The U.S. Supreme Court will soon hear arguments as to whether Arkansas inmate Gregory Holt, who's also known as Abdul Maalik Muhammad, has the right to grow a beard in keeping with his religious beliefs.
Holt petitioned the Supreme Court to allow him to grow an inch-long beard in accordance with his religious obligations, even though Arkansas correctional rules do not allow for such grooming.
For his appeal to the Supreme Court, Holt is being represented by multiple groups, including the Washington, D.C.-based Becket Fund for Religious Liberty. more >>
Somali-American Mohamed Osman Mohamud was sentenced this week to 30 years in prison for the attempted bombing of a Christmas tree-lighting ceremony in Oregon.
Mohamud, 19, reportedly reached out to an Islamic terrorist organization in Pakistan in order to do something for "his people." However, the teen actually spoke with an undercover FBI agent posing as an Al-Qaida operative in 2010, who earned his trust and told him there were five ways he could help the organization. Mohamud chose to become "operational," meaning that he would do something to actively promote Al-Qaida.
He specifically came up with the idea to bomb the annual Christmas tree lighting ceremony, even going so far as to provide maps of the area to the undercover FBI agents and taking part in a practice run. He seemed gleeful about the possibility of doing real damage to ordinary citizens, telling the agents that "that's, what I want for these people," according to government paperwork. more >>
A member of Warren Jeffs' polygamous sect in Idaho was sentenced to 90 days in jail after admitting to abusing young boys in his home.
Nathan C. Jessop, 49, was given the sentence after pleading guilty to three counts of misdemeanor injury to a child. His sentence, which included 360 additional days of prison time, was suspended. Jessop reportedly was in charge of a home in Idaho where Mormon parents would send their children on "repentance missions." He admitted to physically disciplining nine boys and locking at least one of them in a furnace room for two days.
"What we are talking about is just an individual and what our basic assumptions are about how we treat kids and how we protect their health and safety, and I think that's really what the case was all about," Prosecutor Stephen Herzog told azcentral. more >>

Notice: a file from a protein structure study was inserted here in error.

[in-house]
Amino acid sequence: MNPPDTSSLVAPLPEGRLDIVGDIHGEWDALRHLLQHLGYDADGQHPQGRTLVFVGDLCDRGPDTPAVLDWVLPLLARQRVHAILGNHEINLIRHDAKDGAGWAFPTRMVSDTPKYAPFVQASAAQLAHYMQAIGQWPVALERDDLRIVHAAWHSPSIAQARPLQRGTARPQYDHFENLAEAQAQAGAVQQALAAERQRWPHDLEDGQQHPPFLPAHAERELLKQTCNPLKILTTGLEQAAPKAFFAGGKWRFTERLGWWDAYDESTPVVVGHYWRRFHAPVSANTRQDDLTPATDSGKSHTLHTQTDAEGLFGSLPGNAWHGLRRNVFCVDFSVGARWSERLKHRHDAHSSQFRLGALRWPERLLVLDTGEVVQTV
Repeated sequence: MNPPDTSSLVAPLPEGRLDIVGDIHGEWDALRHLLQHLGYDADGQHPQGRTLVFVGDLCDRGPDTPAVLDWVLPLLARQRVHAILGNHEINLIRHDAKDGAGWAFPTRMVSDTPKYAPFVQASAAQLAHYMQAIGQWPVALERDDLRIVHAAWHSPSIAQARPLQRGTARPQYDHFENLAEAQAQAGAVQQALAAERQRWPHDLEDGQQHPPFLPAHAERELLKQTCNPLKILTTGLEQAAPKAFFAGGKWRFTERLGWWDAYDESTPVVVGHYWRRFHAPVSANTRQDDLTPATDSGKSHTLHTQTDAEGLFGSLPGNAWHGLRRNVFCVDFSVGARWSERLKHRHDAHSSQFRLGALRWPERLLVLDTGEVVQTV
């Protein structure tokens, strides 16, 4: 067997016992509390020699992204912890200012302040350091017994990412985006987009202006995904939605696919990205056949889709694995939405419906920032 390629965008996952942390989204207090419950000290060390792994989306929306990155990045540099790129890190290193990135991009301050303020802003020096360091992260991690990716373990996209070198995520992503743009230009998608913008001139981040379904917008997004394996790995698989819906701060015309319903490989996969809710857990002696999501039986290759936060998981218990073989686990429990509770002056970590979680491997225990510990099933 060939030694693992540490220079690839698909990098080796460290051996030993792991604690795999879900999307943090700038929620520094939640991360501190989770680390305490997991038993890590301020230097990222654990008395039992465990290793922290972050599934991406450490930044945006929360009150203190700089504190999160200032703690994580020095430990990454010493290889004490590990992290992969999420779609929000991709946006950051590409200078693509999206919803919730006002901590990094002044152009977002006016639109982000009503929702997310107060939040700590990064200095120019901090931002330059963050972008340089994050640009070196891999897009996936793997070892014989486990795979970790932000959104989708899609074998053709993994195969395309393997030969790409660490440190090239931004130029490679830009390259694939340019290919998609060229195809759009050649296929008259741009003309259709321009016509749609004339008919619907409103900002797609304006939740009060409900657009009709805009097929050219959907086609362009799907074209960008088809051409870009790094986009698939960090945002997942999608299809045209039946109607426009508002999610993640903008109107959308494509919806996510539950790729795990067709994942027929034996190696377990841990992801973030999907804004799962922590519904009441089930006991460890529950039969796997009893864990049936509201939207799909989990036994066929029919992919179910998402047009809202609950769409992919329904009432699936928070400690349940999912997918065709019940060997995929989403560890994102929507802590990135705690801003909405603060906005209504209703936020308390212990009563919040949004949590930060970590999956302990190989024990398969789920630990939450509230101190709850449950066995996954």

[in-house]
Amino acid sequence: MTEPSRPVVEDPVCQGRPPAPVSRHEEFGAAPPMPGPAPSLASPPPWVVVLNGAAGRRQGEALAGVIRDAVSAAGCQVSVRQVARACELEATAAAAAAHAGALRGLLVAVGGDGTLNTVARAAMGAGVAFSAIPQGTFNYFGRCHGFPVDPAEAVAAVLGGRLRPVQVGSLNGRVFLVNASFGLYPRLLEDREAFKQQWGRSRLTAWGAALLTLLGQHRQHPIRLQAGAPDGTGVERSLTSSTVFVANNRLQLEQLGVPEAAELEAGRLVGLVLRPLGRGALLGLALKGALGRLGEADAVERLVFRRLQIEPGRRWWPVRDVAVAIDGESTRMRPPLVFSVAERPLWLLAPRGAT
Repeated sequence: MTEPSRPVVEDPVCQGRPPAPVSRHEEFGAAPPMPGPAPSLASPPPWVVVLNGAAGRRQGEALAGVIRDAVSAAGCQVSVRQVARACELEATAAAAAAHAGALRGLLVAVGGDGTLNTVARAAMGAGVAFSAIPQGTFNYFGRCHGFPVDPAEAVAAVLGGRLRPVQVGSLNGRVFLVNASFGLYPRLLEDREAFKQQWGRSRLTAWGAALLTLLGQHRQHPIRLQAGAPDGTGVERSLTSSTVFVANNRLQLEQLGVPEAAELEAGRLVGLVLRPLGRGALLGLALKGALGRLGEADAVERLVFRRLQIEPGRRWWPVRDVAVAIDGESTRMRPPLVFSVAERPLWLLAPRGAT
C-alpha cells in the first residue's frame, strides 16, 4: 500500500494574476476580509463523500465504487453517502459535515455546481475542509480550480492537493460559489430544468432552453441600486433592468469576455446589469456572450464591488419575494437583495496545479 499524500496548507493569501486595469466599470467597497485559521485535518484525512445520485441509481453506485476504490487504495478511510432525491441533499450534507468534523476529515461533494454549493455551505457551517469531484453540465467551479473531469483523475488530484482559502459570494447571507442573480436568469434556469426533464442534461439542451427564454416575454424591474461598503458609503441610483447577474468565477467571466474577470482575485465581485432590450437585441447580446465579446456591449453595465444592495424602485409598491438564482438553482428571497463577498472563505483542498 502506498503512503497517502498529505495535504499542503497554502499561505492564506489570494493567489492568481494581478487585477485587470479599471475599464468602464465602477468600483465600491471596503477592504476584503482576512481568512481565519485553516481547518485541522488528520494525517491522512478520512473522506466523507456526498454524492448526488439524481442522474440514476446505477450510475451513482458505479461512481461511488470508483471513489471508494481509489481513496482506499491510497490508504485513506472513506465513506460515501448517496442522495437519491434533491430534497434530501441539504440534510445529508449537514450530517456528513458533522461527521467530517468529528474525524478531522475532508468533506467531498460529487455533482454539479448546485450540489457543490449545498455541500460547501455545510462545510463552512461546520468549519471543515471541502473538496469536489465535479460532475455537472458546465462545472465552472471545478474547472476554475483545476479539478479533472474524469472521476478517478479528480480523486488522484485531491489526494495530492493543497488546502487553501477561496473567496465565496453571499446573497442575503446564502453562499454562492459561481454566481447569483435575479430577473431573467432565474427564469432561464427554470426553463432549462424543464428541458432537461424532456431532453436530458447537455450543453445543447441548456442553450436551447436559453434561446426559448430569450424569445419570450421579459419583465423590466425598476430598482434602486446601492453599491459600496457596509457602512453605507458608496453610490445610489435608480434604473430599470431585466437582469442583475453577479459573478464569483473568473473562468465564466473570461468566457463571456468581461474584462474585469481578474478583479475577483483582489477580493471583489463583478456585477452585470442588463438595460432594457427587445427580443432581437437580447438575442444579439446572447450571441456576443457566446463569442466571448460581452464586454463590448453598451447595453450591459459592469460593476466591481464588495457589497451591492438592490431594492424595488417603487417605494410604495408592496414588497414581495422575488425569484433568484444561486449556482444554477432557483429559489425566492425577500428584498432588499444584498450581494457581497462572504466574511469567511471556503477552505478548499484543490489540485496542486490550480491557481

The State of Oklahoma has announced reforms to its procedure for executing prisoners.
The reforms come in the wake of an investigation into the death of prisoner Clayton Lockett, who took 43 minutes to pass away after his initial injection of midazolam. The drug was not injected in a proper manner, allowing Lockett to move around and moan before he was finally declared dead. Now, with new reforms, the state is looking to "recover" from the incident and continue with its procedures.
Midazolam will still be used as the drug for the procedure, but the dose will increase to five times what was normally given to inmates. There will also be more training requirements for prison staff and members of execution teams, as well as plans put in place should an execution go awry. Part of the problem with the Lockett execution was that there was no equipment to try and prolong his life should that have been the order given by Governor Mary Fallin or the prison warden. more >>
Vandals who've repeatedly smashed pumpkins against the exterior wall of St. Matthew's Episcopal Church in Spartanburg, South Carolina, are cutting into the profits the church will donate to local charities from its annual sales.
Angela Viney, the senior warden at the church, told Fox Carolina that the pumpkin patch, which is comprised of 2,900 pumpkins, is a 20 year tradition, and is viewed by hundreds of people in the community every year.
"It's sad that someone would jeopardize what we're trying to do here," Viney said. "So now police are keeping an eye on the pumpkin patch and reviewing surveillance video from church cameras and a nearby bank. So stop and consider what you're doing, not only to a church but also to your community." more >>
Conservative author, filmmaker and outspoken critic of the Obama administration Dinesh D'Souza says outgoing U.S. Attorney General Eric Holder might end up as the boss of a "criminal syndicate" after he leaves office this year.
Holder announced his resignation last Thursday at a press conference with President Barack Obama. He is expected to leave office "as soon as his successor is confirmed."
D'Souza speculated about Holder's future in an interview with Breitbart News Radio during which he argued that his recent prosecution by the office of the U.S. Attorney for the Southern District of New York, for breaking campaign finance laws by illegally donating over federal limits and making false statements to the Federal Election Commission was political targeting. more >>